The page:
It was quite the odd sight, clusters of people dressed like jesters, or prancing devil, or one group were in badly done Lyran dance costumes, all dancing, running about, making noise or music (well, the music was mostly noise), all on the day after the New Year’s Birth. It is quite sobering. I should know. I was there staring out at it from my inn window. I soon got dressed, moved myself slowly downstairs, and made "sophisticated and urbane sounding inquires" (which were neither thanks to the amount of mead the previous night) of the Inn Keeper. He who told me all about this mad tradition of his city’s while I had bread and beer for breakfast. Baldius and the Trader’s Way Blue Press 1524
The Rite of Children is a beautiful service. The children practice their parts for a month under the tutalage of the local priests. Then they will sing, recite, and pray for their parents and the sults of the congregation.
She is The Princess of the Night Faire
It is that most magical night, it is time for the Night Faire
Christmas type holiday that can be thrown into any city/town.
On route from Geli to Nekrass the characters meet a peasant boy on the road. He's wandering in the direction from which they've just come. If this seems a little bit incongruous, they may wish to ask him a few questions. He's perfectly willing to talk: he's called Lamish and he's run away because he knows he is the heir to the throne of Geli and his parents didn't believe him. How far is his home? About five weeks walk from here. How much has he eaten? Nothing. Has he drunk? Only from the filthy roadside ditches. In short, it's a wonder he is still alive. And yet he seems perfectly healthy.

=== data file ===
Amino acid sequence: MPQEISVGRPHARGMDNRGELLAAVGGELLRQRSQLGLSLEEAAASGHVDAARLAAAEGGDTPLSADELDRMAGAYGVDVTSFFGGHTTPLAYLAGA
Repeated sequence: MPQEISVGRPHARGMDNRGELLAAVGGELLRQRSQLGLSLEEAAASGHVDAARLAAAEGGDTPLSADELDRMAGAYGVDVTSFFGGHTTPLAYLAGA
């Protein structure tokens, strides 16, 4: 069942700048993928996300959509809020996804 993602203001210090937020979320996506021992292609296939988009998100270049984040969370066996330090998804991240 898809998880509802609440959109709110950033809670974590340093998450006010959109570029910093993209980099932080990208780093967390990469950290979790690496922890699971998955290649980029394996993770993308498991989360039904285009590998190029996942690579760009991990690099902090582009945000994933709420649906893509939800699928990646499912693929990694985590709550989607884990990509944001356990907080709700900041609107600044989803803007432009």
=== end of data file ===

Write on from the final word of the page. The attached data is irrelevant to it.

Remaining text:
Is he a thief, waiting for travellers to trick? Is he lying because there's something more sinister under all of this? Is he telling the truth? And anyway, what should the characters do? Do you take him to Geli? Do you try to find his parents? Or leave him to make his own way?